Delta Science Fellow Examines How Mercury Enters the Food Chain

In a winning Delta Science video, former Delta Science Fellow Allison Luengen, now an assistant professor at the University of San Francisco, introduces viewers to the two main sources of mercury in San Francisco Bay. Both hearken to the Gold Rush era, when about 10,000 tons of “quicksilver” were transported from the Coast Range to the Sierra to help miners capture the flecks of gold. Luengen’s research explores how this ongoing source of mercury enters the food chain.

“If you’ve ever been out on the beach on a windy day, you’ve seen dissolved organic matter in the foam of the waves,” Luengen said. “My research looked at how this dissolved matter affected the bioavailability of mercury.”

Bioavailability looks at how mercury goes from being dissolved in the water to moving into organisms. Mercury concentrations in fish are generally about a million times higher than concentrations in water so it’s important to understand how mercury moves from the water into an organism.

Luengen’s work is significant because it tries to understand the chemical and biological processes by which mercury enters the food chain. “In San Francisco Bay, we would like to ultimately have less mercury in the fish,” she said, adding that when she says mercury, she means methylmercury, which is the form that accumulates in fish.

The entire estuary and watershed are heavily polluted with inorganic mercury, much of which dates back to the time of the Gold Rush. Because there is so much mercury, cutting down on the amount that reaches the estuary (called the load) is difficult. Another way to approach the problem of mercury pollution is to understand what controls how mercury moves into organisms.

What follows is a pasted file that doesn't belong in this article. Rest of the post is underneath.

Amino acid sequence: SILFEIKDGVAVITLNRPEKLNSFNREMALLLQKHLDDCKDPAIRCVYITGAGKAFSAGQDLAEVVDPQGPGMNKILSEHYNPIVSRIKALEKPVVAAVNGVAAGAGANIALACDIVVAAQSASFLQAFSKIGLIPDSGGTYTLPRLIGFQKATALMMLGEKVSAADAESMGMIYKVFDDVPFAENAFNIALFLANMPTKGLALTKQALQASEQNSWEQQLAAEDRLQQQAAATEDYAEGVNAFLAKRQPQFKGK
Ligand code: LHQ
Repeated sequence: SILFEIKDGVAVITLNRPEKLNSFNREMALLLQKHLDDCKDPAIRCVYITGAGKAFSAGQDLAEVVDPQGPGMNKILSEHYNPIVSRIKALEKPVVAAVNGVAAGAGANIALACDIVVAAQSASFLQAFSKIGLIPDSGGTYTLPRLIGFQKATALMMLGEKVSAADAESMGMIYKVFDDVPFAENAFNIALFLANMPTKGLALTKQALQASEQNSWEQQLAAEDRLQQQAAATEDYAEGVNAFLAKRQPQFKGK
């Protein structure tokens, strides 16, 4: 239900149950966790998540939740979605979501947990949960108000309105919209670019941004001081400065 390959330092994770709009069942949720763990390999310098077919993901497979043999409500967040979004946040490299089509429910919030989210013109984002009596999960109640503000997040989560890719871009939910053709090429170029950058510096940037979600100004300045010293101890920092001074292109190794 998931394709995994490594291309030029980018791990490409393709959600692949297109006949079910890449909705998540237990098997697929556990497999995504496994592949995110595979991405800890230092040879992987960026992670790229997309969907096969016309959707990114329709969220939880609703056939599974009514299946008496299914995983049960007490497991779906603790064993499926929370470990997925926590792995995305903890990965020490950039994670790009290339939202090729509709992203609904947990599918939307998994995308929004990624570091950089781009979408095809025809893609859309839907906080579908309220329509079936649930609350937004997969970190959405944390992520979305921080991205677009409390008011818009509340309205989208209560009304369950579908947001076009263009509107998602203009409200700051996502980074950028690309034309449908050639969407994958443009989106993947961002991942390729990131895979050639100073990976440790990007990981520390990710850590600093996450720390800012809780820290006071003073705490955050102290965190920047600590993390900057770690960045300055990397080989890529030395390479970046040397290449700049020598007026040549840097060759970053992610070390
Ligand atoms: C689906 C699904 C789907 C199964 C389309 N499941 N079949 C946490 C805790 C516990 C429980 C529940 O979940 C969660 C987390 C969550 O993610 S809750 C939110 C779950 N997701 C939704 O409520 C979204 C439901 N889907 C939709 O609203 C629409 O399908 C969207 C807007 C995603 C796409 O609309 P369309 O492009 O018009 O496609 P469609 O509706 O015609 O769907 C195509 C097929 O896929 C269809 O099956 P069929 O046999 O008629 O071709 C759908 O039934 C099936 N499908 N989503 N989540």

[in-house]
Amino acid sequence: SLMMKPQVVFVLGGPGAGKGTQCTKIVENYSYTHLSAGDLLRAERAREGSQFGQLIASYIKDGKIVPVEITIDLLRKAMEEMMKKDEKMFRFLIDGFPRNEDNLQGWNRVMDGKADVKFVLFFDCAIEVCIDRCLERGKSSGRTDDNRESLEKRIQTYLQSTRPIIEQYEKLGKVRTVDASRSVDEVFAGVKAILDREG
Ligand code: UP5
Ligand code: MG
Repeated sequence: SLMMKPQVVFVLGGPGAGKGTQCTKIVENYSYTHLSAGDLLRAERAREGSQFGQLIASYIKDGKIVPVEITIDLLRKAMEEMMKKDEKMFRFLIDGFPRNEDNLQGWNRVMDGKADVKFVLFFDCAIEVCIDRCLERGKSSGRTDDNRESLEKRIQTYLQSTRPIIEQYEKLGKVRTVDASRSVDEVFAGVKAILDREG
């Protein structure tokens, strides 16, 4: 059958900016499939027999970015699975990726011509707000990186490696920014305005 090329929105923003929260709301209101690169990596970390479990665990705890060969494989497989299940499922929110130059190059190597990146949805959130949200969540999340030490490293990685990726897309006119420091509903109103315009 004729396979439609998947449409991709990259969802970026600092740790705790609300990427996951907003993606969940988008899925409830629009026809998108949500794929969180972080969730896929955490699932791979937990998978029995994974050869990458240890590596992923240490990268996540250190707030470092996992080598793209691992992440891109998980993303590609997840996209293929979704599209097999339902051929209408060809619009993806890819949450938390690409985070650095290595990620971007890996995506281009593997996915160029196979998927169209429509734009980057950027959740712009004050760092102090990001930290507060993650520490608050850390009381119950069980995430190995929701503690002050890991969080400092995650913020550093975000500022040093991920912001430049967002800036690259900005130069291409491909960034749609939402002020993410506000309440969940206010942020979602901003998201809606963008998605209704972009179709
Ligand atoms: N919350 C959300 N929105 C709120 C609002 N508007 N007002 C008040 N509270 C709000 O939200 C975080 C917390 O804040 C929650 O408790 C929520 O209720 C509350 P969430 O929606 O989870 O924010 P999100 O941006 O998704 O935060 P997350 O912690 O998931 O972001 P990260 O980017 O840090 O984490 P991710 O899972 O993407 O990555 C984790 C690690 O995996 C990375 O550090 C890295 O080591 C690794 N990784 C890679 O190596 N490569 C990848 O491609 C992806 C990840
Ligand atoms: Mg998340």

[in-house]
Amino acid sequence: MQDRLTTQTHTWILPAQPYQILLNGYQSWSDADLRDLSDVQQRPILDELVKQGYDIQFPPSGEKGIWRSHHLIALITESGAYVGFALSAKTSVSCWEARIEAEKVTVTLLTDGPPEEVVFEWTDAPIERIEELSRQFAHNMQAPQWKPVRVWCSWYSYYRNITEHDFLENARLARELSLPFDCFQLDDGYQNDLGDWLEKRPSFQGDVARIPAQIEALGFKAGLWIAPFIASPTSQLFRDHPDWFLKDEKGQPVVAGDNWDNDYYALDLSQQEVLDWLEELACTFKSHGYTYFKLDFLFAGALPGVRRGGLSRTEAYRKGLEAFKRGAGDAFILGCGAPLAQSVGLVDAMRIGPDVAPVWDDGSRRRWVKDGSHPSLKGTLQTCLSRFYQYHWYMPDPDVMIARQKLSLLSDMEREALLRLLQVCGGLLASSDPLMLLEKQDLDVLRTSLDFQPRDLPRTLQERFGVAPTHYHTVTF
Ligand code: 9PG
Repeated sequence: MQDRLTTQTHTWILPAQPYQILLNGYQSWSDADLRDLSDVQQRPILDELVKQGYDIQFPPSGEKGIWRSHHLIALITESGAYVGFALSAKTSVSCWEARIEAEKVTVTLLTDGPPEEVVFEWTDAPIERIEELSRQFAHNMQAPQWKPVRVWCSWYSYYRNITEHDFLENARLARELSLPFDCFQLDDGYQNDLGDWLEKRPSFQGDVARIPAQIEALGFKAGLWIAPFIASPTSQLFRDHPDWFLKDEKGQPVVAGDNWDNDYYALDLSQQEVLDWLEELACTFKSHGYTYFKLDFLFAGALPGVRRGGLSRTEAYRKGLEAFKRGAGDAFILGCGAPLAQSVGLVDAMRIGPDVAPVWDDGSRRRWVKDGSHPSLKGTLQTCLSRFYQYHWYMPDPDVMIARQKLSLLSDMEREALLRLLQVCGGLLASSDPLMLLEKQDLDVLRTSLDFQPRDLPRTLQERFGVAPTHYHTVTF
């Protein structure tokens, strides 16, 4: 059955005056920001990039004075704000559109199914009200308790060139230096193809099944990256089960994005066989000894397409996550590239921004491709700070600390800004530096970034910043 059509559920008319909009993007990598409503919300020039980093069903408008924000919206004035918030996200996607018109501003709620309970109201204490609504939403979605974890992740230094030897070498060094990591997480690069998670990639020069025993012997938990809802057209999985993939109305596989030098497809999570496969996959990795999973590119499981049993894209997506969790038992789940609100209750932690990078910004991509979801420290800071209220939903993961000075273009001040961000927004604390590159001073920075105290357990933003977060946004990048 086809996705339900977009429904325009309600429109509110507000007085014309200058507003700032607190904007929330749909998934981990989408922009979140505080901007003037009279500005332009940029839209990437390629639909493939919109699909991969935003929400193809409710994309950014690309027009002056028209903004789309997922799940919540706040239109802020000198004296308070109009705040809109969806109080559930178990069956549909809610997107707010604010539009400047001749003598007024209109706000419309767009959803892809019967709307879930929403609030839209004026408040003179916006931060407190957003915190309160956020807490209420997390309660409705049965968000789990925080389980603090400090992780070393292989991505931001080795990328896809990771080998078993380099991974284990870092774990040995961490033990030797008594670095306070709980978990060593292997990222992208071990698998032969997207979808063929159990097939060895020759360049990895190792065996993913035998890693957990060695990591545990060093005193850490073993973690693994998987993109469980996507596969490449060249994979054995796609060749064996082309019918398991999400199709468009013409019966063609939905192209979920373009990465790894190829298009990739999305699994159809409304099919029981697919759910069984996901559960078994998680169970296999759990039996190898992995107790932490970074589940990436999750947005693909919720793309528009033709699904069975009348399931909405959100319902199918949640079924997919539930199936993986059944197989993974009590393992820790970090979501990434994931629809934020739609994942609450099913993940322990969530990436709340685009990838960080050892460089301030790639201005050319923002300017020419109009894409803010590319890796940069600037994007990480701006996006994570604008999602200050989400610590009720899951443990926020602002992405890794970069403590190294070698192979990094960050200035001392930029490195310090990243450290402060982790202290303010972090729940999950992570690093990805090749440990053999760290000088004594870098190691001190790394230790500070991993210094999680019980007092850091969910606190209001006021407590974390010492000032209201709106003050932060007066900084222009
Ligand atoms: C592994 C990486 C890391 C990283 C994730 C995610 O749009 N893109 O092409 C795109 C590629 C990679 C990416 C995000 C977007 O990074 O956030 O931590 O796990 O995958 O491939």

“The question of uptake is the focus of my research,” Luengen said. “Perhaps we can someday use what we know about uptake to limit the amount of mercury that gets into fish.”

If you don’t understand how mercury enters organisms, it is hard to think about how changing natural processes might affect mercury accumulation, she added. For example, a lot of wetlands are being restored in the estuary right now. Could that restoration affect the amount of dissolved organic carbon in the area?

“Quite possibly yes,” Luengen says. And then, based on her research, scientists would be able to predict how much mercury would be assimilated into the food chain as a result of a change in dissolved organic matter.

“The last thing we want to do in the estuary is to create an environment that would favor more mercury getting into fish,” she said. “We have to restore wetlands in such a way that we will not exacerbate the mercury problem.”

Methylmercury has no known biological purpose so it isn’t something algae would be expected to accumulate. But Luengen’s work and others have shown that algae do take up methylmercury and they want to know why since mercury getting into the algae is the first step in ultimately accumulating in fish.

Decreasing methylmercury exposure to people fishing in San Francisco Bay is a major goal, but there isn’t a lot of information on what mercury concentrations in marine organisms were like in the past. It has only been possible to measure methylmercury in the last couple of decades. And only in the last few years, have scientists had the technology to measure methylmercury in numerous samples. When Luengen was a graduate student, all of her measurements were done on samples that she processed by hand.

“We are moving away from that now,” she said, “so it’s a really exciting time for mercury research because we will be able to measure so many more things.”

Luengen’s research continues to focus on the cycling and bioavailability of metals, including mercury, in the San Francisco Bay-Delta. The daughter of a marina manager in Puget Sound, she grew up peering under docks to investigate “the many strange and wonderful creatures.” She earned a master’s degree in marine science and a doctorate in environmental toxicology from UC Santa Cruz.

In her spare time she enjoys sailing-“mostly small boats in more protected areas” but she has sailed offshore as well, from Santa Cruz to Santa Barbara.

“I have seen whales at very close range a couple of times,” she said. “Once, a grey whale surfaced within a stone’s throw of our 24-foot boat. I have never felt so small. You always hear that grey whales aren’t that big (at least for the whale family). Well, next to a small boat, they are enormous.”

Since 2003, the Delta Science Fellows Program, in conjunction with California Sea Grant, has paired graduate students and postdoctoral researchers with Bay-Delta agency scientists and senior research mentors in order to address research priorities and pressing science questions of the Bay-Delta system.